November 3, 2011


(Washington, DC)— If Massachusetts repeals its law banning prescription brand drug “copay coupons,” costs for employers, unions and state employee health programs would increase by $750 million over the next decade, according to new research from Visante released today by the Pharmaceutical Care Management Association (PCMA).

Brand drug copay coupons induce insured consumers to choose higher-cost brands (despite higher copays) over generics and other, more affordable brands (despite lower copays.) These promotions target only those with prescription drug coverage, not the poor or uninsured (who don’t pay copays). Considered illegal kickbacks in federal health programs, copay coupons are banned in Medicare and Medicaid, but not the commercial market (except Massachusetts).

These promotions pose a special challenge to employers, which pay two-thirds the costs of each prescription their enrollees fill, regardless of price. Each time a drug company uses a $50 copay coupon to sell a $150 brand, it reaps $100 more in revenue from the employer, union, or state employee program providing coverage. Nationwide, commercial health costs rise by $3 billion for every one percentage point decline in the generic drug dispensing rate.

“Copay coupons lure insured consumers to switch from generics to expensive brands. The big losers are the employer, union, and state employee health programs whose costs skyrocket,” said PCMA President and CEO Mark Merritt.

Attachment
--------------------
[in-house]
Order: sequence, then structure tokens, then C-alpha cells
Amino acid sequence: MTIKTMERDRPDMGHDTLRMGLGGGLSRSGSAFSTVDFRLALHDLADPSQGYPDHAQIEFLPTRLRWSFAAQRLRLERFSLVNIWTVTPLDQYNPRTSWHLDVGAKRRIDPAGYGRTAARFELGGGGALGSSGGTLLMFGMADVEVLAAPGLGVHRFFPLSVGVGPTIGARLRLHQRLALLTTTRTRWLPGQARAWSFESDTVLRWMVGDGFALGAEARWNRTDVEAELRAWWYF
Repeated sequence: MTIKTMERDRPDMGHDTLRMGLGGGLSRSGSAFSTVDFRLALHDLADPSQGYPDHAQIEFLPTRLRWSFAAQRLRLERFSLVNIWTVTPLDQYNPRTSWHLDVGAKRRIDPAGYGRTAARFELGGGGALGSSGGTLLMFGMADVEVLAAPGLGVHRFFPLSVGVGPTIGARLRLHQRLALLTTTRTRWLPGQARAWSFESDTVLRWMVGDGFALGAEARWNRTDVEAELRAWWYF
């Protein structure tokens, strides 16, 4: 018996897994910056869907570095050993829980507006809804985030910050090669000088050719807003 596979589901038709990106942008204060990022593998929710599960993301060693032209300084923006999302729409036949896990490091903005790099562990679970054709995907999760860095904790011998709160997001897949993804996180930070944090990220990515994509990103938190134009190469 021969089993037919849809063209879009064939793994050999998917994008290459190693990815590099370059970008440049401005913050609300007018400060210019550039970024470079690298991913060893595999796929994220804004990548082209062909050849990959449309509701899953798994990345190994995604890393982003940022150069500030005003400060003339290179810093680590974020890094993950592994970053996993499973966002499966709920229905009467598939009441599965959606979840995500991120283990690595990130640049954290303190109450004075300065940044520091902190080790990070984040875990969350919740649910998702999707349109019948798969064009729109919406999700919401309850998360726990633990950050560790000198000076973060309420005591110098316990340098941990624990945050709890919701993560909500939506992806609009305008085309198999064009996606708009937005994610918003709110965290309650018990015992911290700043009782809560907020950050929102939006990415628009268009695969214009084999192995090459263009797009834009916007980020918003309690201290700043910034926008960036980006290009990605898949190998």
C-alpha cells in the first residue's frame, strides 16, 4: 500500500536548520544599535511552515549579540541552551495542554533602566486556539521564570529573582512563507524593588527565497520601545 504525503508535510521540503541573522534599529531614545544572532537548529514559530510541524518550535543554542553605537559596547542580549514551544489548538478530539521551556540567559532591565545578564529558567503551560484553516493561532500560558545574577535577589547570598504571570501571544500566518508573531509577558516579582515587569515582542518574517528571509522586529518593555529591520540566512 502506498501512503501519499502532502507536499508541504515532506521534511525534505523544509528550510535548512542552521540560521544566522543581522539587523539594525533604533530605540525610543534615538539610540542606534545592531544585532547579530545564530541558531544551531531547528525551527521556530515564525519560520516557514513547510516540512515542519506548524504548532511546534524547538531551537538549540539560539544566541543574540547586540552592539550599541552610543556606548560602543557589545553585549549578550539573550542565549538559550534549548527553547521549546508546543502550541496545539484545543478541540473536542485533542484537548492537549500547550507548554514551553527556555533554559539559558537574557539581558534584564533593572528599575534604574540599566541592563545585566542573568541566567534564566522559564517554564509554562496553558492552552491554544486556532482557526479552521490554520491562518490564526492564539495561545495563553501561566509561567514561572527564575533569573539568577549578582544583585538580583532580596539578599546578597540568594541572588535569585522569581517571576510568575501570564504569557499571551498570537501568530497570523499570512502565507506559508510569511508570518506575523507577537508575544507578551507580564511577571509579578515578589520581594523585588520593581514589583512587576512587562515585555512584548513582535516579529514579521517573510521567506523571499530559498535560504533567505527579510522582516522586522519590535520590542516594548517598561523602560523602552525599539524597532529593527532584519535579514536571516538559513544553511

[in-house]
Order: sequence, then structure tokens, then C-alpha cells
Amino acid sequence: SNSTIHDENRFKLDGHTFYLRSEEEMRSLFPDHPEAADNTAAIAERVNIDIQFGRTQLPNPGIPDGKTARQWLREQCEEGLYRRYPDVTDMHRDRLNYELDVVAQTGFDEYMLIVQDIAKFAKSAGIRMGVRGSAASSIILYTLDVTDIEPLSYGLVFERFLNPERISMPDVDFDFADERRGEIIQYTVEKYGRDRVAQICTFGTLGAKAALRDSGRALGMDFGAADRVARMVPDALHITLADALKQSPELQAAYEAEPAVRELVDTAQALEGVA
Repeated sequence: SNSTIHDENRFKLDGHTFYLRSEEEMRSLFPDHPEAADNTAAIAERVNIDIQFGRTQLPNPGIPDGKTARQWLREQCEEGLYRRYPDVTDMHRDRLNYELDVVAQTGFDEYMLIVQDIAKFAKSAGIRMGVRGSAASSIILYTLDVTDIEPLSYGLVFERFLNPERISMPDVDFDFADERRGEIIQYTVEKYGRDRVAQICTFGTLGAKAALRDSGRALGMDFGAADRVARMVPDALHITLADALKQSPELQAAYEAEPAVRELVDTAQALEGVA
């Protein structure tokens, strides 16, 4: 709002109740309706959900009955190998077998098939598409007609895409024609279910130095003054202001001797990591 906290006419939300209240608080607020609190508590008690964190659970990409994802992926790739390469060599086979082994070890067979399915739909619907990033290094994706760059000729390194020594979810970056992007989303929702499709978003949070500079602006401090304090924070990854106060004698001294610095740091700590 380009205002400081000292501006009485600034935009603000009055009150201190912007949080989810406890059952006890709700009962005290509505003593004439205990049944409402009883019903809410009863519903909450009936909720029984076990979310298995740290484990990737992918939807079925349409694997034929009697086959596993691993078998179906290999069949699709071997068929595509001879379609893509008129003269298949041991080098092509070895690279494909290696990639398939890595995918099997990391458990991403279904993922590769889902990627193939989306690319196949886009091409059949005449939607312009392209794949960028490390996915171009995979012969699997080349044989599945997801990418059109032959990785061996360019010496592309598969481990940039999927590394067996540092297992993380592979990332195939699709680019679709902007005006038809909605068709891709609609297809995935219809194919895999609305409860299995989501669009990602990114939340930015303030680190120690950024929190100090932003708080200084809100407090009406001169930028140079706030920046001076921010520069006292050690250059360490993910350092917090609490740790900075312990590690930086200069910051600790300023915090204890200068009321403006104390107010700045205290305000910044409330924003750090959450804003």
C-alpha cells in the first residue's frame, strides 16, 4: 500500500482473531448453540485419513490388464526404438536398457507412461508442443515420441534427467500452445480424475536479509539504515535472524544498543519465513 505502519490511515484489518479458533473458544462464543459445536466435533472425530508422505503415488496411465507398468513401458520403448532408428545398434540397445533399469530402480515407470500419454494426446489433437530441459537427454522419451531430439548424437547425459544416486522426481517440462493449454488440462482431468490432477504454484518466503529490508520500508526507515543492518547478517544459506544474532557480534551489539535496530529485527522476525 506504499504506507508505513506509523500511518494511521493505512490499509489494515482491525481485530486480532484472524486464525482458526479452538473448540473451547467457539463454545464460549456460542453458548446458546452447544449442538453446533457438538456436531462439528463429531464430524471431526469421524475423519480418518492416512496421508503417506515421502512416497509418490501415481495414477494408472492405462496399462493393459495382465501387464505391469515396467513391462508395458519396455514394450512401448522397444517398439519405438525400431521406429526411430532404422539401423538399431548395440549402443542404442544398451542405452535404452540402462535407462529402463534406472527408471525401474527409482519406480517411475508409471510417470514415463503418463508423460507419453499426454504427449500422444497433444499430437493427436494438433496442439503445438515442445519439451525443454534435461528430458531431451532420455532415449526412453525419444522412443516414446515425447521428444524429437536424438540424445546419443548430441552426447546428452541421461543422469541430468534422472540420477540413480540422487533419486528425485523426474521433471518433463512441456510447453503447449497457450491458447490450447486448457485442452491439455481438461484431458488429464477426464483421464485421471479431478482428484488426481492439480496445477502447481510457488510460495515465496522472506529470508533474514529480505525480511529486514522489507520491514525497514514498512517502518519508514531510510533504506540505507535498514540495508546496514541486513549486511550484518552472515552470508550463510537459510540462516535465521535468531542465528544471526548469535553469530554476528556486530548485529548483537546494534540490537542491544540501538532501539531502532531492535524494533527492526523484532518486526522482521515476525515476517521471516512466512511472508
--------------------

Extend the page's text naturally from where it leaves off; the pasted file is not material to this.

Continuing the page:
Read the entire study.

Other key findings include:

  • Copay coupons will increase ten-year prescription drug costs by $32 billion for employers, unions and other plans sponsors if current trends continue.
  • If Medicare’s ban on these programs was not enforced, costs to the Part D program would increase by $18 billion over the next decade.

Drug companies profit from coupon marketing programs in several key ways:

  • Copay coupons induce consumers to choose higher-cost brands (despite higher copays) over lower-cost competitors (despite lower copays). When consumers redeem copay coupons, the drug companies process them through a “shadow claims system” that prevents employers and other plan sponsors from knowing when enrollees have used them.
  • Drug companies often require consumers to submit confidential, personal information in order to redeem copay coupons. Manufacturers have long sought (but found difficult to obtain) such sensitive patient data, which enables them to identify and directly target individual patients with “brand loyalty” marketing programs.

Coupons can also increase consumer costs in several ways:

  • To help cover the $4 billion spent annually on copay coupons, manufacturers can simply raise prices. Manufacturers reportedly earn a 4:1 to 6:1 return on investment (ROI) on copay coupon programs.
  • Copay coupons create “brand loyalty” to the most expensive products in each therapeutic class of drugs, even among newly diagnosed patients.
  • Copay coupons do little to help the poor and uninsured. By definition, copay coupons target those who already have prescription coverage (i.e., those who pay copays).